I remember well going to Primary School back in the early 2000’s with my friends and discussing the upcoming A3XX project. We continually thought that such a massive double-deck plane to take on the 747 would never happen. But happen it did, and now the Airbus A380 has become the largest commercial airliner currently in use, $432 million of the latest in aeronautical innovation that has become the hallmark of so many major airlines. But could the A380 soon be finding itself a victim of its own success?
Development of the Airbus A380 goes back to the late 1980’s, when Airbus engineers led by Jean Roeder began a secret plan to create the ultimate high-capacity airliner to take on Boeing’s brand new 747-400 and the proposed McDonnell Douglas MD-12. After two years of tweaking, the plan was unveiled at the Farnborough Airshow in 1990, with the stated goal of 15% lower operating costs than the 747-400. Airbus organised four teams of designers, one from each of its partners (Aérospatiale, British Aerospace, Deutsche Aerospace AG, CASA) to propose new technologies for its future aircraft designs. The designs were presented in 1992 and the most competitive designs were used.
In January 1993, Boeing and several companies in the Airbus consortium started a joint feasibility study of a Very Large Commercial Transport (VLCT), aiming to form a partnership to share the limited market.This joint study was abandoned two years later, Boeing’s interest having declined because analysts thought that such a product was unlikely to cover the projected $15 billion development cost, instead focusing their efforts on the Boeing 777. Despite the fact that only two airlines had expressed public interest in purchasing such a plane, Airbus was already pursuing its own large plane project. Analysts suggested that Boeing would instead pursue stretching its 747 design, and that air travel was already moving away from the hub and spoke system that consolidated traffic into large planes, and toward more non-stop routes that could be served by smaller planes.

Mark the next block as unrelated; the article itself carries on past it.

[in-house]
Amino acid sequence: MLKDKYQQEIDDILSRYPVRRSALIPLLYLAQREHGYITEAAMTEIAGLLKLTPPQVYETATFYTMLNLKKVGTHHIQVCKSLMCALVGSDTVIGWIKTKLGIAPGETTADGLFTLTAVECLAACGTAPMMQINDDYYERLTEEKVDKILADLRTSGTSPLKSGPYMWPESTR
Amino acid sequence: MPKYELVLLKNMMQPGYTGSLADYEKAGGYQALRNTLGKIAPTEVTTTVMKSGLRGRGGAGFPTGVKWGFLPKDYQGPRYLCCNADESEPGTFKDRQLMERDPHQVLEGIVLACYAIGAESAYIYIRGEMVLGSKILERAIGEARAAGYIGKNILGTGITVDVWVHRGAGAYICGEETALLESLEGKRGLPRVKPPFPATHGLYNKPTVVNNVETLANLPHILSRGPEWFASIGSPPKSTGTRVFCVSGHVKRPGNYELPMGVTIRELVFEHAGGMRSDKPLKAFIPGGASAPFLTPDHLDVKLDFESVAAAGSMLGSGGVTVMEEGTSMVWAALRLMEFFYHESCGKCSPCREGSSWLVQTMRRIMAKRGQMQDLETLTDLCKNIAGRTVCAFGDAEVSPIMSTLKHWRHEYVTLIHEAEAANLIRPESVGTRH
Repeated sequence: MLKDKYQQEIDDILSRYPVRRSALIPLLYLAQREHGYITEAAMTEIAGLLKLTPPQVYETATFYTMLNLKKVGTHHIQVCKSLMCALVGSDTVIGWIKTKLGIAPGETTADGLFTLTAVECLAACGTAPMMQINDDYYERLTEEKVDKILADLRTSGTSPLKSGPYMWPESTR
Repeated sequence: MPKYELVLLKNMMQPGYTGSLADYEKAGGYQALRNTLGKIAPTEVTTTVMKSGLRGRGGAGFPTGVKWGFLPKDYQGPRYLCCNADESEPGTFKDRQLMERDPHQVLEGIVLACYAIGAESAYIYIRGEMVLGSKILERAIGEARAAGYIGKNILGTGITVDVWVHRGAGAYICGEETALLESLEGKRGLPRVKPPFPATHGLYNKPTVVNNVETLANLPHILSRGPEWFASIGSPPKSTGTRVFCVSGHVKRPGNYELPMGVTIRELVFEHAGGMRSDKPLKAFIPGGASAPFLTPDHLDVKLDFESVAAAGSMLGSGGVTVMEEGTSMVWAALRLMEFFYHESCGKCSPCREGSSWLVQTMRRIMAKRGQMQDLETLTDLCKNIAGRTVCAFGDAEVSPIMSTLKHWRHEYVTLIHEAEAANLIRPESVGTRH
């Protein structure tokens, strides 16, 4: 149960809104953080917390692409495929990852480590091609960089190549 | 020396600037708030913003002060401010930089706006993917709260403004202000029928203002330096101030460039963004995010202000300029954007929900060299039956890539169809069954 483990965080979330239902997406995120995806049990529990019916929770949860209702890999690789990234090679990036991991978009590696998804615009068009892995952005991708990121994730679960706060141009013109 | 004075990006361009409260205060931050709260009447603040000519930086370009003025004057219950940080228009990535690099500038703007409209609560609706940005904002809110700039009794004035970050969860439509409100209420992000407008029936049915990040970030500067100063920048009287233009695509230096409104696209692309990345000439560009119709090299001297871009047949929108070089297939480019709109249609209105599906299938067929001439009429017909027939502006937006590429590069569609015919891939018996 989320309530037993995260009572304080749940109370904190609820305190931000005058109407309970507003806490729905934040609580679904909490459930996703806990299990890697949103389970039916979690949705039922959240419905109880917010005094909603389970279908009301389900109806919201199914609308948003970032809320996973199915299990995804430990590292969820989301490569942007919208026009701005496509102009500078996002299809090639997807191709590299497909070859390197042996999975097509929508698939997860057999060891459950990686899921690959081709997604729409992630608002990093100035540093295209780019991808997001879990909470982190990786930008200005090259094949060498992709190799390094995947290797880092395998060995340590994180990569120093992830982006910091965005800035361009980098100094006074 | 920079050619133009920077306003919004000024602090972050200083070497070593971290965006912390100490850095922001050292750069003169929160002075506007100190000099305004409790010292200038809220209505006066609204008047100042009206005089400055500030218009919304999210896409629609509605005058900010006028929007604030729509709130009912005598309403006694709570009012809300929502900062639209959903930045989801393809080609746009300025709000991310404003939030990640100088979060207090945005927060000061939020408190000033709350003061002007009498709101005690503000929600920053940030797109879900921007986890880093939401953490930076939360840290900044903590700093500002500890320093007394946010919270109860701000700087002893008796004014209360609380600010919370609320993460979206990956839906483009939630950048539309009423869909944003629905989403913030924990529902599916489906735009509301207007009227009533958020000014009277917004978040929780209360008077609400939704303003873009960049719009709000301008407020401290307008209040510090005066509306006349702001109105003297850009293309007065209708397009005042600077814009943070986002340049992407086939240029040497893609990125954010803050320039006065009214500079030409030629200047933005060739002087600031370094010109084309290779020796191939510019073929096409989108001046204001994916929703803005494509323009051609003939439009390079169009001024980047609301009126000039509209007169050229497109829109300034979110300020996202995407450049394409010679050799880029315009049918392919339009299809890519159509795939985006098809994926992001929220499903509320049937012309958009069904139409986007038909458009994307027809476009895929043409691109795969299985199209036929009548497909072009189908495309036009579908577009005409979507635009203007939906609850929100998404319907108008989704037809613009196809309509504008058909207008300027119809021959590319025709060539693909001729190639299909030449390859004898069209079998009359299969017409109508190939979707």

By 1994, the project had been dubbed the A3XX, and a variety of very unusual designs had been considered, including a dual-fuselage with the cross-section from an Airbus A340. Instead the consideration was to create a fully double-decked aircraft that would provide greater capacity than the 747. From 1997 to 2000, as the East Asian financial crisis darkened the market outlook, Airbus refined its design, targeting a 15–20% reduction in operating costs over the existing Boeing 747-400. Although early marketing of the huge cross-section touted the possibility of duty-free shops, restaurant-like dining, gyms, casinos & beauty parlours on board, the realities of airline economics have kept such dreams grounded.
On December 19th, 2000, the supervisory board of newly restructured Airbus voted to launch an €8.8-billion programme to build the A3XX, re-christened as the A380, with 50 firm orders from six launch customers. The A380 designation was a break from previous Airbus families, which had progressed sequentially from A300 to A340. It was chosen because the number 8 resembles the double-deck cross section, and is a lucky number in some Asian countries where the aircraft was being marketed. The aircraft configuration was finalised in early 2001, and manufacturing of the first A380 wing box component started on January 23rd, 2002. The development cost of the A380 had grown to €11-14 billion when the first aircraft was completed.